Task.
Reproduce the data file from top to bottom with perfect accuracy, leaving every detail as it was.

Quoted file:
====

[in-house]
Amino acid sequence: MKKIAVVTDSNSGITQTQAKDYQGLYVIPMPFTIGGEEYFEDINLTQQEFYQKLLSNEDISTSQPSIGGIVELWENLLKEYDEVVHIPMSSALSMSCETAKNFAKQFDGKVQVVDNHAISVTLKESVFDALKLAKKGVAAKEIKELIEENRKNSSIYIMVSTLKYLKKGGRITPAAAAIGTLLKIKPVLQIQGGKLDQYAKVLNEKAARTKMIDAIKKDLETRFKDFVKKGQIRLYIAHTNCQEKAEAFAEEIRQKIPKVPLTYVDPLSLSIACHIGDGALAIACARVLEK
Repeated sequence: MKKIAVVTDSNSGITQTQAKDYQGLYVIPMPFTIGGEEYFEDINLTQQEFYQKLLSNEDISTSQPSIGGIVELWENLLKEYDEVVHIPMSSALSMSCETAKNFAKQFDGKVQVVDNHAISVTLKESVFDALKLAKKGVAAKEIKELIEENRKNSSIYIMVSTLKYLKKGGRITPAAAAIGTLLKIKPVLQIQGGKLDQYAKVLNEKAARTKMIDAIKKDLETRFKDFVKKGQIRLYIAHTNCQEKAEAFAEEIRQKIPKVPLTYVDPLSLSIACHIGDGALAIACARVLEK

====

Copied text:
[in-house]
Amino acid sequence: MKKIAVVTDSNSGITQTQAKDYQGLYVIPMPFTIGGEEYFEDINLTQQEFYQKLLSNEDISTSQPSIGGIVELWENLLKEYDEVVHIPMSSALSMSCETAKNFAKQFDGKVQVVDNHAISVTLKESVFDALKLAKKGVAAKEIKELIEENRKNSSIYIMVSTLKYLKKGGRITPAAAAIGTLLKIKPVLQIQGGKLDQYAKVLNEKAARTKMIDAIKKDLETRFKDFVKKGQIRLYIAHTNCQEKAEAFAEEIRQKIPKVPLTYVDPLSLSIACHIGDGALAIACARVLEK
Repeated sequence: MKKIAVVTDSNSGITQTQAKDYQGLYVIPMPFTIGGEEYFEDINLTQQEFYQKLLSNEDISTSQPSIGGIVELWENLLKEYDEVVHIPMSSALSMSCETAKNFAKQFDGKVQVVDNHAISVTLKESVFDALKLAKKGVAAKEIKELIEENRKNSSIYIMVSTLKYLKKGGRITPAAAAIGTLLKIKPVLQIQGGKLDQYAKVLNEKAARTKMIDAIKKDLETRFKDFVKKGQIRLYIAHTNCQEKAEAFAEEIRQKIPKVPLTYVDPLSLSIACHIGDGALAIACARVLEK